Searching over 5,500,000 cases.

Buy This Entire Record For $7.95

Official citation and/or docket number and footnotes (if any) for this case available with purchase.

Learn more about what you receive with purchase of this case.

Petrocelli v. Sayreville Shade Tree Com'n

New Jersey Superior Court, Appellate Division

February 21, 1997


On appeal from Superior Court of New Jersey, Law Division, Middlesex County.

Approved for Publication February 21, 1997.

Before Judges King, Keefe and Conley. The opinion of the court was delivered by Conley, J.A.D.

The opinion of the court was delivered by: Conley

The opinion of the court was delivered by


On leave granted, defendant Sayreville Shade Tree Commission appeals an order entered August 9, 1996 denying its motion for summary judgment in this personal injury lawsuit based upon the immunity established by N.J.S.A. 40:64-14. We reverse.

At the time the motion was filed, all discovery was completed and the facts, even viewed most favorably for plaintiffs, are not complex. On September 7, 1991, plaintiff Marisa Petrocelli, who was then seven years old, and her father and her two brothers were riding their bicycles on Cori Street in Sayreville not far from their home. Her father and brothers were riding in the street. Marisa was riding on the sidewalk. Suddenly, Marisa's bicycle hit an uneven section of the sidewalk, and she fell off the bike and was injured. In this litigation, plaintiffs contend the sidewalk had been partially raised by a shade tree root.

On November 18, 1994, Marisa and her father filed their personal injury complaint. The only named defendant was the Sayreville Shade Tree Commission. The complaint also contained various John Doe defendants "who together with the named defendant were responsible for the ownership, operation, control, repair, construction and/or maintenance of the premises where the . . . accident occurred or who in any way caused or contributed to plaintiff's injuries," however it was never amended to name any other specific entity other than the Shade Tree Commission. The complaint alleges that the Shade Tree Commission "owned, operated, maintained, controlled, secured, repaired, and/or constructed" the area of the accident "in so negligent a manner as to cause plaintiff . . . to fall therein."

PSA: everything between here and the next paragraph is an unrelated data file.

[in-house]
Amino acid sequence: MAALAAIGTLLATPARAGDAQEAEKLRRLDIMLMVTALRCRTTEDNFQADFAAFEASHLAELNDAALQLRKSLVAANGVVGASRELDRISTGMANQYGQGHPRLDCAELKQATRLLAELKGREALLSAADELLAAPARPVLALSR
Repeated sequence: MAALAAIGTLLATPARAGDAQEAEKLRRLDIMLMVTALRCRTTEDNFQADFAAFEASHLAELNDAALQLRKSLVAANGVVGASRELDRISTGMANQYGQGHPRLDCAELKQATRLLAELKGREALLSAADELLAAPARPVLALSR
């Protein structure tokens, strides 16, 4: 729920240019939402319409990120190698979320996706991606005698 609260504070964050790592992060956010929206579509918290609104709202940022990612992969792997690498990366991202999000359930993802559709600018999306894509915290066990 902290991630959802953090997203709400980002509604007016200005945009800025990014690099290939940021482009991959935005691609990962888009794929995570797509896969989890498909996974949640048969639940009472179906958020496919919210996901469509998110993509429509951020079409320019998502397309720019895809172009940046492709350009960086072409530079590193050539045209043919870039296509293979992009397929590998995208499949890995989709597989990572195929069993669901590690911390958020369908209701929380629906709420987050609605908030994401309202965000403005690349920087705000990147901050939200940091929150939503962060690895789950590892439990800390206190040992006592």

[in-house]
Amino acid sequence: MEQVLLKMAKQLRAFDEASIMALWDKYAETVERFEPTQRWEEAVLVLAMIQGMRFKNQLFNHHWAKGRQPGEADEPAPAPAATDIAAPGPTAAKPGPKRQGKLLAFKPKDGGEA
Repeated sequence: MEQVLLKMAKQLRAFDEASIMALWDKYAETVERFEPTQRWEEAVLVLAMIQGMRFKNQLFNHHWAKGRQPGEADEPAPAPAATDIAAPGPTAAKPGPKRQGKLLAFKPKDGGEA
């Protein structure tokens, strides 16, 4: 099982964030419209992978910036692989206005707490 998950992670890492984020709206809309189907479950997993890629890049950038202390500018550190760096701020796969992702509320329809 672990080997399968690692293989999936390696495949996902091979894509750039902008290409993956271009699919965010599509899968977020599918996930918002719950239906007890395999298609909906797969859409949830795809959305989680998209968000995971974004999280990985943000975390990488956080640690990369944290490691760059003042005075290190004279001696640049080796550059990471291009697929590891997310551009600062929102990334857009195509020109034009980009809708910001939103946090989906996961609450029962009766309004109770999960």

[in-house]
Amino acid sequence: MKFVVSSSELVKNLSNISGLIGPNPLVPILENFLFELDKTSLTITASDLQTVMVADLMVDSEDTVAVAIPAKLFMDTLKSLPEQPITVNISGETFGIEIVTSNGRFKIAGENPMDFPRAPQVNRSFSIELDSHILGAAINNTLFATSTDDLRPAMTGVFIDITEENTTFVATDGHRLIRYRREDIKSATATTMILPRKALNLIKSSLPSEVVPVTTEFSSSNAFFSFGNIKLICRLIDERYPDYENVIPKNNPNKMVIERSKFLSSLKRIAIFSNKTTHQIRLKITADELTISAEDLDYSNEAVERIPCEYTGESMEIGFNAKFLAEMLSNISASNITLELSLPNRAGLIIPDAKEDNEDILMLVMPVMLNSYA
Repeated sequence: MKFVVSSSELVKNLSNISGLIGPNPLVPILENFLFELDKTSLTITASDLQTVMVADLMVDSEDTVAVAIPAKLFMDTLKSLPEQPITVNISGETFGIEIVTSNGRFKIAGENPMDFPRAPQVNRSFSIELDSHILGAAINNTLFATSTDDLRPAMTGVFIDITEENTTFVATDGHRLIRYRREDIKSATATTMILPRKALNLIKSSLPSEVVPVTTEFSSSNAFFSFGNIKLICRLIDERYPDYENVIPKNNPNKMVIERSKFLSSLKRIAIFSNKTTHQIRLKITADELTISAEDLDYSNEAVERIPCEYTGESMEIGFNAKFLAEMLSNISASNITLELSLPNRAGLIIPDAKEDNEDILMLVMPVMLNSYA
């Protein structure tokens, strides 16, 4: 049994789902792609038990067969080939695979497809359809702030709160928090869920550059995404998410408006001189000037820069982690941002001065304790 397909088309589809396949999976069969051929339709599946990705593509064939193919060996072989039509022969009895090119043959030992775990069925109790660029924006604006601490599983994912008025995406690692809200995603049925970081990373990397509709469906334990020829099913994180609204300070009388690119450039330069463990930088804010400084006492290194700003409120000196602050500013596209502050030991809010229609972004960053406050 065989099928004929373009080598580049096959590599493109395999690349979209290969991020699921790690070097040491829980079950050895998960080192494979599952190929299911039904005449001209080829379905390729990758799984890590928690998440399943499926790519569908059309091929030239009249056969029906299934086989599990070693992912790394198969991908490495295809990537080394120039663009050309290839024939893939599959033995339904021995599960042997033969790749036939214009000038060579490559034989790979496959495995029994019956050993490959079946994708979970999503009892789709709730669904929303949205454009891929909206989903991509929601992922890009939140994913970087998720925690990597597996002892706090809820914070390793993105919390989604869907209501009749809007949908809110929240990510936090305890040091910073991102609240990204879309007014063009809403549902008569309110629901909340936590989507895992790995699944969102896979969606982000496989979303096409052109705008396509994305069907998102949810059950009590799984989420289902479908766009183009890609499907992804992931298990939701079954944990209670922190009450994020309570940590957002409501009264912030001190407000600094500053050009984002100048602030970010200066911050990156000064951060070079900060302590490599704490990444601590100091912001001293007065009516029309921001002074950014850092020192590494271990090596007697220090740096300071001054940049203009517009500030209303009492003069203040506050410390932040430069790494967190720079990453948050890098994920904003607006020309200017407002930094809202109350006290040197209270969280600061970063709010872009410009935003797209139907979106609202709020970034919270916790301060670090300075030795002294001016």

The deposition of Carol Smith, chairperson of the Shade Tree Commission, revealed that the Commission had not planted the tree in the area of the accident and had never received any complaints of an upraised sidewalk in that area prior to plaintiff's fall. Although the Commission has no employees, Mrs. Smith explained that its members would conduct an inspection of a potential problem, such as a tree root upraising a sidewalk, if notified and then decide what action should be taken.